The new UK Data Protection Bill announced last month surprised many and, for a while at least, has put the issues of user consent and data privacy top of the agenda for many British businesses.
However, the Bill, which if passed will bring the EU's General Data Protection Regulation (GDPR) into British law, is primarily motivated by a need to reduce uncertainty ahead of Britain's exit from the EU.
We do not yet know the full legal implications of the new Bill, but it is likely to replicate the EU GDPR, which comes into effect in May 2018, in its entirety.
The GDPR requires any business that processes data of EU citizens to comply with stricter privacy rules. It is intended to bring greater control and transparency to data privacy, and give consumers the power to exercise fundamental privacy rights.
Without the Bill, British consumers might have been considerably worse off than their European counterparts post-Brexit. This would also have been hugely problematic for British businesses who would have had to comply with two different sets of data privacy rules.
Having inconsistent data laws across the UK and Europe would undoubtedly have been a nightmare scenario for businesses and would certainly have had a negative impact on organisations choosing to operate in the UK. The Data Protection Bill is therefore great news for businesses that want to operate or continue operating across the UK and Europe, as it means they only have to worry about complying with one set of privacy rules.
Businesses should be proactive about data protection
Beyond reducing Brexit uncertainty, the UK's new data protection laws should also help to bring about a significant change to the way in which individuals and organisations manage and handle personal data. However, in order to consumers to really feel the benefits of the regulations, technological and policy changes within businesses will also be needed.
The new law comes with some pretty significant incentives for compliance. The potential fine of £17m or up to four per cent of global annual turnover (whichever is higher) should certainly motivate most organisations to take the changes seriously.
However, there is also a broader benefit for those companies that can adapt effectively to the new regulations. By embracing this new model for privacy and consent, businesses can also build more trusted relationships with their customers and establish better, more profitable long-term relationships.
With consumers increasingly savvy about who has access to their data, better data protection and well executed consumer controls are likely to be a significant competitive advantage in the future.
Being in control can be confusing
Once passed, the Data Protection Bill will give end users far more control over who and what should have access to their data. However, having more control could easily prove confusing for many people, who simply aren't use to making detailed decisions about consent and privacy issues.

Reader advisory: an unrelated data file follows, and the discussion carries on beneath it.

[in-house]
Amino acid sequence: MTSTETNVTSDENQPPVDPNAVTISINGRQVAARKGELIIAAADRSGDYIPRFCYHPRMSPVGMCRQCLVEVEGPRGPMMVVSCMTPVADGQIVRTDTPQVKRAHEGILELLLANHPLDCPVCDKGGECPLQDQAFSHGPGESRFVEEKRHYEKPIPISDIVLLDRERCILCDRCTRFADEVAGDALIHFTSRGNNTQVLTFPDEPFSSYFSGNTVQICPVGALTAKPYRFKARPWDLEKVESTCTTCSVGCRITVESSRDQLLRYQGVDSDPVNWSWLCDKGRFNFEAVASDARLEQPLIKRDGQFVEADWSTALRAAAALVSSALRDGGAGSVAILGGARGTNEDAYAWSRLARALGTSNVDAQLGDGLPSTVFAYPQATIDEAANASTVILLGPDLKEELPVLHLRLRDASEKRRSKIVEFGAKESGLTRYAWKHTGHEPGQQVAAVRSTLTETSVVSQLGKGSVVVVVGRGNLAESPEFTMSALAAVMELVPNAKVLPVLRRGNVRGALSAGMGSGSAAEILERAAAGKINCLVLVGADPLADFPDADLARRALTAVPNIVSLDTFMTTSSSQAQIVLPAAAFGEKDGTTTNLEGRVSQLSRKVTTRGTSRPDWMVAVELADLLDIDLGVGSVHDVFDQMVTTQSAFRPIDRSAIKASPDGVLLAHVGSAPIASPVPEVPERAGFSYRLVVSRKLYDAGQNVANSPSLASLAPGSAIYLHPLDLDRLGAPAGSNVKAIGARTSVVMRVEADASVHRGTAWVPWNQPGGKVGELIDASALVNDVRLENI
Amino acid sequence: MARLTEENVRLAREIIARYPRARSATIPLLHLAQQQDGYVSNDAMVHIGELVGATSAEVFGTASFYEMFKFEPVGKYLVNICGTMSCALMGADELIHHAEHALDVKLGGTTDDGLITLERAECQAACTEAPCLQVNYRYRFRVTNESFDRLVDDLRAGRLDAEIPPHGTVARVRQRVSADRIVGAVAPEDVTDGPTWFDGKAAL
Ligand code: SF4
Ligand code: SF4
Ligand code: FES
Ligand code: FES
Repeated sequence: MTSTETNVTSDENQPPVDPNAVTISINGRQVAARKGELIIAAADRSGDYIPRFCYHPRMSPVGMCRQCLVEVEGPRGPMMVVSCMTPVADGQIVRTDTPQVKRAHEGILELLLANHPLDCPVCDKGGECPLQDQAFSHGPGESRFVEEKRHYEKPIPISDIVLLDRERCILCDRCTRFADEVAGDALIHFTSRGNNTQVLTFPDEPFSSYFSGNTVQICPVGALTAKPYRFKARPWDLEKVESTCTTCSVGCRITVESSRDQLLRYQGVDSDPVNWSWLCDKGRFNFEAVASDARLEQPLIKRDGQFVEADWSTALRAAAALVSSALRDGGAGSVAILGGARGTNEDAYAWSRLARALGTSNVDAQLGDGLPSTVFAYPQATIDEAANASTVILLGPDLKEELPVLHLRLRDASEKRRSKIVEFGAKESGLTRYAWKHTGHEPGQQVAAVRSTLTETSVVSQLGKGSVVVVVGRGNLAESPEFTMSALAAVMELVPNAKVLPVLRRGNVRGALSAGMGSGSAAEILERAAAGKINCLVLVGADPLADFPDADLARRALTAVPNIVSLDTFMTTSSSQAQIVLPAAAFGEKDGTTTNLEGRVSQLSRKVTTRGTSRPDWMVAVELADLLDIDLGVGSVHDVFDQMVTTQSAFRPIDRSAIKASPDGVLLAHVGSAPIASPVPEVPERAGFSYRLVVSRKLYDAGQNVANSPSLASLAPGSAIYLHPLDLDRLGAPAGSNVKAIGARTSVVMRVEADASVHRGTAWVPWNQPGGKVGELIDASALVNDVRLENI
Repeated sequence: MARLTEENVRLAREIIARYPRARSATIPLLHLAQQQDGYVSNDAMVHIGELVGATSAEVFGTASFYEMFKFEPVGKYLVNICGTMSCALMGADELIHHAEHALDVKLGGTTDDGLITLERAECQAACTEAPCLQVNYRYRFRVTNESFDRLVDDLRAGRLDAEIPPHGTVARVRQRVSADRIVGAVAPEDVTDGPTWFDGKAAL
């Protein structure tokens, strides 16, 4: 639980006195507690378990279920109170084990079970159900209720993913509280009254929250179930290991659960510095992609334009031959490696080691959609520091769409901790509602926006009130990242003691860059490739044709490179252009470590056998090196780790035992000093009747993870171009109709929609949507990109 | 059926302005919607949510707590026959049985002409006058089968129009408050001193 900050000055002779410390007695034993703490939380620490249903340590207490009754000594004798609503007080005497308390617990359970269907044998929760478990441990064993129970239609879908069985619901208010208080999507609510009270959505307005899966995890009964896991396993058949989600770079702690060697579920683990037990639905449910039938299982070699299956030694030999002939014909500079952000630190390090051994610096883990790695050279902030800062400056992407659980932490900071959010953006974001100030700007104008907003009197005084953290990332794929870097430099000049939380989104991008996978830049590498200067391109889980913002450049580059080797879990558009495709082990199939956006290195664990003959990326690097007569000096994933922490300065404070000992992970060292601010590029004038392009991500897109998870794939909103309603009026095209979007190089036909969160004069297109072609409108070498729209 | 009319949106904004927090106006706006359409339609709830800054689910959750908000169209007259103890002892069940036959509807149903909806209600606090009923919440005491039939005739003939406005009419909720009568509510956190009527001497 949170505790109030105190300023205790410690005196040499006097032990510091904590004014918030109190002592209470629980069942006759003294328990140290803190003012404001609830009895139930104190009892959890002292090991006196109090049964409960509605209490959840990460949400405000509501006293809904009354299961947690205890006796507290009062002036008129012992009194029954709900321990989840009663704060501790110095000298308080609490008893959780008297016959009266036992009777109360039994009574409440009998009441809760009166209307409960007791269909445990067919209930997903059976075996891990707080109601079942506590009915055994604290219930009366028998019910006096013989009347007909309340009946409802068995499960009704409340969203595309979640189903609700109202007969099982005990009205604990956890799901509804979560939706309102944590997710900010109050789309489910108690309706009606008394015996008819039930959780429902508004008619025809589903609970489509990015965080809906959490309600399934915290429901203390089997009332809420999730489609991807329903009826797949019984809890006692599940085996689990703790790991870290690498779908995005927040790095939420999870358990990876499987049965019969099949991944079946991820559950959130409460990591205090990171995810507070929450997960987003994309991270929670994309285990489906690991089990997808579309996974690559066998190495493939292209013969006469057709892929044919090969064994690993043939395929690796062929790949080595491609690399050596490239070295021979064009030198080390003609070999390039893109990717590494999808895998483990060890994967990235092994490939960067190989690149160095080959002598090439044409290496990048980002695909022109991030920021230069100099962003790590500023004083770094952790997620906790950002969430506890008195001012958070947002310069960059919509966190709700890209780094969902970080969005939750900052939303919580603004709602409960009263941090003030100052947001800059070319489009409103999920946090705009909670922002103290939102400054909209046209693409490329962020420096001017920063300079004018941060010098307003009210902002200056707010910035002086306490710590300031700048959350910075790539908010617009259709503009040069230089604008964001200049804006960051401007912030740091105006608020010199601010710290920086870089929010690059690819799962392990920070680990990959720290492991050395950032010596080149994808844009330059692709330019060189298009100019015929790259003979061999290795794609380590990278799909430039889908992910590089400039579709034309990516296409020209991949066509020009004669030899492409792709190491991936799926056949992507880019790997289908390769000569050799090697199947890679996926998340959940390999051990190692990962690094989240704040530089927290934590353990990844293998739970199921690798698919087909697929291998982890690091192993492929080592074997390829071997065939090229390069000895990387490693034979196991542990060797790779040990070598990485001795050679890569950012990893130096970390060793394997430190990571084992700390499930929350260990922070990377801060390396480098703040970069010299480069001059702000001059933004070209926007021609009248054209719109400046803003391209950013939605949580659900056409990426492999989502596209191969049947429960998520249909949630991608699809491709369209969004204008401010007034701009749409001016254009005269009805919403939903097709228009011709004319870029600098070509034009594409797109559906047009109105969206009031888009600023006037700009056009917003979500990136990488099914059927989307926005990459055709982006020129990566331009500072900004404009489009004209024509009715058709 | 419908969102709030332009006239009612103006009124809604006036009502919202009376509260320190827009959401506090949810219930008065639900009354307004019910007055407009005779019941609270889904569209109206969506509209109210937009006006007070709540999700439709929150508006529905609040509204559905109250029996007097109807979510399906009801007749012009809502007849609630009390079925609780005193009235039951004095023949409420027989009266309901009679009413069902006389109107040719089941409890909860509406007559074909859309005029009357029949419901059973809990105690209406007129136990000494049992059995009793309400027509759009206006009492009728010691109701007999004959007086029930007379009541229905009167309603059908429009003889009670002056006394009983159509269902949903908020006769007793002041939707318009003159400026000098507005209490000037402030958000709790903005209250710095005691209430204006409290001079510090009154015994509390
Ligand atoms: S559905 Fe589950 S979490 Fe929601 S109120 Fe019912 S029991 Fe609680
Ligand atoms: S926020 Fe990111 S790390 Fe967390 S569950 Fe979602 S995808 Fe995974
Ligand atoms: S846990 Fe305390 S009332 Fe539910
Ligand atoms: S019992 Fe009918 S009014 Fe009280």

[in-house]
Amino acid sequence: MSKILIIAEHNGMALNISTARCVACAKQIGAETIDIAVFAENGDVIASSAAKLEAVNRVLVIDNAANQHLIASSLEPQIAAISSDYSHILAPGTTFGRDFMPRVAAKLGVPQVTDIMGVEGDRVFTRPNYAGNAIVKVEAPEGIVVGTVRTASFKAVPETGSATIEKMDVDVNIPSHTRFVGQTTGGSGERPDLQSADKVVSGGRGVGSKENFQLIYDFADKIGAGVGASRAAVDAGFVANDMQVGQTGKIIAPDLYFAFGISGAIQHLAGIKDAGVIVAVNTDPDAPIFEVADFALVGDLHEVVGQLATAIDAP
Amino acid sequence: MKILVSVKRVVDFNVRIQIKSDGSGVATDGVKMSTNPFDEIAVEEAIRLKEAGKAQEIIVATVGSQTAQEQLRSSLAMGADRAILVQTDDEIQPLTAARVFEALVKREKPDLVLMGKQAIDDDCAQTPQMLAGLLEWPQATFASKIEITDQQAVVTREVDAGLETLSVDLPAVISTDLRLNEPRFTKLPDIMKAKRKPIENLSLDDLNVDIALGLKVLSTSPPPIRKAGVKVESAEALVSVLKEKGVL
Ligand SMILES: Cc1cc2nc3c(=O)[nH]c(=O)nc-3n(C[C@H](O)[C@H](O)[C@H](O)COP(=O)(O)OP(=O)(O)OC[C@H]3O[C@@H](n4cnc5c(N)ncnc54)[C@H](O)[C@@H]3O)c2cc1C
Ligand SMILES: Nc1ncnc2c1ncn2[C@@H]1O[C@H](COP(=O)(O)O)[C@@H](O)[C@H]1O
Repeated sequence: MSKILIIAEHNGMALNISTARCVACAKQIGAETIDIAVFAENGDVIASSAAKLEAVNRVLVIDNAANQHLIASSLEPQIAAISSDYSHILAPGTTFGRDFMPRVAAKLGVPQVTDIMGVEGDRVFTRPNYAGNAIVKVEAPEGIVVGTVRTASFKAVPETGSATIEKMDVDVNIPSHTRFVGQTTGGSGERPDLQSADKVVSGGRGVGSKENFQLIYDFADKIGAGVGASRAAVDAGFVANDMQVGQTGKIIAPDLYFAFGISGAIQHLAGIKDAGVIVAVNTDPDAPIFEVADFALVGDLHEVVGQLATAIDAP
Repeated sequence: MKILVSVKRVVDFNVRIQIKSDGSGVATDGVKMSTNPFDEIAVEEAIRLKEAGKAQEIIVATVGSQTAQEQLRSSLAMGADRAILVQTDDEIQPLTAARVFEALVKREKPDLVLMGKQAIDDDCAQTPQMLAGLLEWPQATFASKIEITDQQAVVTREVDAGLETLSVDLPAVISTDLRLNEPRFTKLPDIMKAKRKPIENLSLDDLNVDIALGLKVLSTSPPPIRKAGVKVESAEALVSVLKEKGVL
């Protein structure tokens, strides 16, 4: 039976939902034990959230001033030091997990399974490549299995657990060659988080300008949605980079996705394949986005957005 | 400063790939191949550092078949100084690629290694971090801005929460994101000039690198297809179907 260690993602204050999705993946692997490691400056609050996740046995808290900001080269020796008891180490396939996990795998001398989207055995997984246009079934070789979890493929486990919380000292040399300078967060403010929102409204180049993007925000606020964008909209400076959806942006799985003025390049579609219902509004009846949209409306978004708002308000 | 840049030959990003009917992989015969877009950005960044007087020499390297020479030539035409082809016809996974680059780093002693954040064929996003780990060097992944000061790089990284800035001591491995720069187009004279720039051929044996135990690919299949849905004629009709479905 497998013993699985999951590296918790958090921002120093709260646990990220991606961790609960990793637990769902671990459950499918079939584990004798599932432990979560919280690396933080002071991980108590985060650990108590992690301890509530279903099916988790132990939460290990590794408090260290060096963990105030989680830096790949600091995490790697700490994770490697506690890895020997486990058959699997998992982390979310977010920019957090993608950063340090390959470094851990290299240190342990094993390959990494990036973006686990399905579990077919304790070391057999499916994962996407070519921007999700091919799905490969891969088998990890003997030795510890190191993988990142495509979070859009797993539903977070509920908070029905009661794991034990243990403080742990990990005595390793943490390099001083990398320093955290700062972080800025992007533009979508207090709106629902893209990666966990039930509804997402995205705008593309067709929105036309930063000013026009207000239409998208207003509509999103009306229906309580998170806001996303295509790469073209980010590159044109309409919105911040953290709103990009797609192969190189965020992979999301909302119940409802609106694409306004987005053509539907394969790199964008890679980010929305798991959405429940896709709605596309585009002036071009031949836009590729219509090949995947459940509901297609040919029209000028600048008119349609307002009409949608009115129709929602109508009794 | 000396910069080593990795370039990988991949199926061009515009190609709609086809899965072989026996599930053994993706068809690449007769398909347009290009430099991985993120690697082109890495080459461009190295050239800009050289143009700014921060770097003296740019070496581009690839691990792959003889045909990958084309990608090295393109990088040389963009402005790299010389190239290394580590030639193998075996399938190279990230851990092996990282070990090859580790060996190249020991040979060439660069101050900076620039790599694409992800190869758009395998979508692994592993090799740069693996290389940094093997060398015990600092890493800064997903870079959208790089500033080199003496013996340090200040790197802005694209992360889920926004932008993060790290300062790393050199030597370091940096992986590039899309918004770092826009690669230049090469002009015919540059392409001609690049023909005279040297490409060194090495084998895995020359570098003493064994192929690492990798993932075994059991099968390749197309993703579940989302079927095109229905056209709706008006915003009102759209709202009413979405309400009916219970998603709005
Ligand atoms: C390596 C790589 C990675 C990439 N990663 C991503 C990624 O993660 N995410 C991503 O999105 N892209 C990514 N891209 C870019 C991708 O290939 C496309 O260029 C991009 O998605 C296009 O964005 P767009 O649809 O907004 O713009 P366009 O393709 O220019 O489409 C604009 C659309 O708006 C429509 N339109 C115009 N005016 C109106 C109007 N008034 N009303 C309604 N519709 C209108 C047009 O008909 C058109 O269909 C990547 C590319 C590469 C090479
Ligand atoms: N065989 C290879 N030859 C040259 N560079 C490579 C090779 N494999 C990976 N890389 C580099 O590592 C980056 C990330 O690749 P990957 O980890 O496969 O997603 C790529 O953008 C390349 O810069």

For instance, the new proposals will give individual users the power to make informed decisions about a series of important issues, including data sharing, service registration and data revocation.
This will necessitate major changes in both technology and mindset; organisations will need to think beyond compliance and implement changes to make this process simple and easy to use for customers - or they will risk frustrating the people they are supposed to be empowering.
Transparency will foster trust and customer loyalty so service providers must be careful not to overload end users with complex consent, revocation and data management questions, causing more confusion rather than confidence.
Internal changes will be essential
Businesses will have to make adapt at a technical and organisational level in order to comply with the new regulation. For instance, organisations might require a data privacy/protection officer (DPO) to ensure compliance and to oversee new processes, including internal audits surrounding data and security practices.
More organisations will also need to introduce new technologies and systems to allow for additional features such as progressive user profiling. This will be necessary to ensure that companies only request customer data when a customer signs up for a service and their information is specifically needed. Furthermore, technologies need to be implemented to allow end users to give consent to the parties who can have access to data, and to export or remove data when required.
Although primarily created to reduce Brexit uncertainty, the Data Protection Bill is a major step forward for the UK. If it is implemented effectively and businesses approach it as a genuine opportunity to improve customer relationships then it could genuinely lead to a more consumer-focused era for personal data and privacy.
Simon Moffatt is director of product management at digital identity and access management software company ForgeRock
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